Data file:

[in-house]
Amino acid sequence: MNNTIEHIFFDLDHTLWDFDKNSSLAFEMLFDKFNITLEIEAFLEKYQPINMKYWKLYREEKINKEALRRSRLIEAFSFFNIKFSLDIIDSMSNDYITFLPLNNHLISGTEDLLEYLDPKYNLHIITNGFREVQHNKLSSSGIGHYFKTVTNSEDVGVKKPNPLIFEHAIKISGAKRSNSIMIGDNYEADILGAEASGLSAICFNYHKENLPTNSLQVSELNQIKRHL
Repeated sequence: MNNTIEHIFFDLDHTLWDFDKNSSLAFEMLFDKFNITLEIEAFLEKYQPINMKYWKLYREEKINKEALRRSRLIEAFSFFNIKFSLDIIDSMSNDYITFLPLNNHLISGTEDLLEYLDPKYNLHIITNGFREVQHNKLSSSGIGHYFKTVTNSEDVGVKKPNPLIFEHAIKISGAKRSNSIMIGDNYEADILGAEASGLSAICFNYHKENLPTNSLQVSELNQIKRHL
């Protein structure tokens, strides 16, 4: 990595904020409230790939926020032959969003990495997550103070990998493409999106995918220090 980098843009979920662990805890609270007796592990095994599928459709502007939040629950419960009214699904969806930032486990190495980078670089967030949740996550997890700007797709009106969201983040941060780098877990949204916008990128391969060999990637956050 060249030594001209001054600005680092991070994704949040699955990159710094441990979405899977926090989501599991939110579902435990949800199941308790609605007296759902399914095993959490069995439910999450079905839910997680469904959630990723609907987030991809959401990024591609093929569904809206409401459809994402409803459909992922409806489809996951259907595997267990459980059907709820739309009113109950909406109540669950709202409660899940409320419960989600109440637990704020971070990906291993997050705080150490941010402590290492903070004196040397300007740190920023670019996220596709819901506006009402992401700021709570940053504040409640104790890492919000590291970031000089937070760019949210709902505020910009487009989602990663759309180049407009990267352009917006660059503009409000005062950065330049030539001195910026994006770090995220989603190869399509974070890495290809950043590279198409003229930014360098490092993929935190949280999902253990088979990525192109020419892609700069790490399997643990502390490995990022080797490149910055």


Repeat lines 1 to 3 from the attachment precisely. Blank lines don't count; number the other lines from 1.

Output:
[in-house]
Amino acid sequence: MNNTIEHIFFDLDHTLWDFDKNSSLAFEMLFDKFNITLEIEAFLEKYQPINMKYWKLYREEKINKEALRRSRLIEAFSFFNIKFSLDIIDSMSNDYITFLPLNNHLISGTEDLLEYLDPKYNLHIITNGFREVQHNKLSSSGIGHYFKTVTNSEDVGVKKPNPLIFEHAIKISGAKRSNSIMIGDNYEADILGAEASGLSAICFNYHKENLPTNSLQVSELNQIKRHL
Repeated sequence: MNNTIEHIFFDLDHTLWDFDKNSSLAFEMLFDKFNITLEIEAFLEKYQPINMKYWKLYREEKINKEALRRSRLIEAFSFFNIKFSLDIIDSMSNDYITFLPLNNHLISGTEDLLEYLDPKYNLHIITNGFREVQHNKLSSSGIGHYFKTVTNSEDVGVKKPNPLIFEHAIKISGAKRSNSIMIGDNYEADILGAEASGLSAICFNYHKENLPTNSLQVSELNQIKRHL